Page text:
Dragonmark (Dark-Hunter Series #20)

Dragonmark (Dark-Hunter Series #20)

2.3 44
by Sherrilyn Kenyon

See All Formats & Editions

Centuries ago, Illarion was betrayed– a dragon made human against his will, then forced to serve humanity as a dragonmount in their army, and to fight for them in barbaric wars, even while he hated everything about them. Enslaved and separated from everyone he knew and from his own dragon brothers, he was forced into exile in a fey realm where he lost the


Centuries ago, Illarion was betrayed– a dragon made human against his will, then forced to serve humanity as a dragonmount in their army, and to fight for them in barbaric wars, even while he hated everything about them. Enslaved and separated from everyone he knew and from his own dragon brothers, he was forced into exile in a fey realm where he lost the only thing he ever really loved.
Now he has a chance to regain what’s been lost— to have the one thing he covets most. But only if he gives up his brothers and forsakes the oaths he holds most dear. Yet what terrifies him most isn’t the cost his happiness might incur, it’s the fact that there is just enough human in his dragon’s heart that he might actually be willing to pay it and betray everything and everyone– to see the entire world burn...

Editorial Reviews

Publishers Weekly
Kenyon’s Dark-Hunter series continues with this somewhat grim but nonetheless delightful 27th installment. The dragons have been around since before humans kept recorded history. Illarion is one of them. He has lived through being tortured and having his voice stolen by the humans he’s come to hate. He is quite content to live in solitude, venturing only occasionally among humans, until he meets Edilyn, the only person who ever showed him kindness. Their bond is strong and quick to develop, but a betrayal by someone close to Edilyn sets in motion a series of events that may tear them apart. Any installment in a long-running series will be burdened with history and relationships that cannot be condensed into a few pages, and new readers will be lost. However, the well-developed interactions between Edilyn and Illarion add a layer of enjoyment for longtime fans. The story takes an abrupt and rather confusing turn halfway through, but the subsequent action and adventure more than make up for the incongruity. The novel stands on its own merits, but it’s clear this is a transition piece, leading much deeper into the larger plot arc. Agent: Robert Gottlieb, Trident Media Group. (Aug.)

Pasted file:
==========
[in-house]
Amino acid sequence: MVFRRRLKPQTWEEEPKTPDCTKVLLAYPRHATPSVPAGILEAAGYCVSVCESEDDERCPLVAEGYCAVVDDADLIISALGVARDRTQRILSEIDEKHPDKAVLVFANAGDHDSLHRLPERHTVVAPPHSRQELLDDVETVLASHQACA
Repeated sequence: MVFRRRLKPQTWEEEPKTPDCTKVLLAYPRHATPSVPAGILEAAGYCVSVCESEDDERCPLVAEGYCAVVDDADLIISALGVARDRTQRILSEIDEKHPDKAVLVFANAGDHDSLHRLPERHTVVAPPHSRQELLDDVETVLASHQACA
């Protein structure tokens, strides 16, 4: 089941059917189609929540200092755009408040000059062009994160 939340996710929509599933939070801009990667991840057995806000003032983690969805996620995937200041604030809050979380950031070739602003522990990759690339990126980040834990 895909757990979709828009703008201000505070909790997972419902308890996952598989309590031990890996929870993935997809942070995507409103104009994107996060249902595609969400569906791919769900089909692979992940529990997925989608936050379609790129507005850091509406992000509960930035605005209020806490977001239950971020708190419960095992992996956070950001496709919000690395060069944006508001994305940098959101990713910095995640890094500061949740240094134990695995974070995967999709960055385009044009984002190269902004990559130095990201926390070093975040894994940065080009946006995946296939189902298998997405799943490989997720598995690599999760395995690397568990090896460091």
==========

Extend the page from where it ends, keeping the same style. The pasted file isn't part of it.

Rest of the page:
From the Publisher

"[A] publishing phenomenon . . . [Sherrilyn Kenyon is] the reigning queen of the wildly successful paranormal scene . . . Just one example of arguably the most in-demand and prolific authors in America these days." - Publishers Weekly

"Kenyon's writing is brisk, ironic and relentless imaginative. These are not your mother's vampire novels." - Boston Globe

"[An] engaging read." - Entertainment Weekly

Product Details

St. Martin's Press
Publication date:
Dark-Hunter Series
Sales rank:
Product dimensions:
9.40(w) x 6.00(h) x 1.30(d)

Read an Excerpt


By Sherrilyn Kenyon

St. Martin's Press

Copyright © 2016 Sherrilyn Kenyon
All rights reserved.
ISBN: 978-1-250-09241-0


St. George's Day, 619

"If you could piss away stupid, I daresay the majority of the candidates today might actually stand a chance against you."

Edilyn ferch Iago bit back a squeak of laughter at Virag's unexpected words. "Shh ... you get me into enough trouble as it is."

Barely the size of her index finger, he looked up at her with a cocked, innocent brow. "Can't help it if the rest of those wankers are too dim-witted to see your ebullience right before them." Walking along the edge of the shoddy, worn sill, he mocked the village voices they could overhear passing by her open window, making faces and rude gestures to go along with their innocuous conversations. It was all she could do to not burst into laughter.

"Stop it, or I shall force you back into your bottle."

He snorted dismissively. "As if that's a threat. I like my bottle. Much better than being out here with all these —" He glanced out the window to the street and wrinkled his nose. "— people." With a fierce shudder, he sat down on the edge to eye her with an expression of even greater distaste. A light breeze fluttered his golden, gossamer wings. "Why are you dressed like that again?"

"St. George's Day."

"Ah." Virag released a long, tired sigh. "This year went fast. So what are your plans for being unacceptable to the dragons this time?"

Biting her lip, she stepped forward and revealed the small vial she'd purchased from the old witch woman who lived on the edge of the forest. She held it out toward him. "'Tis the scent of rotted bear guts."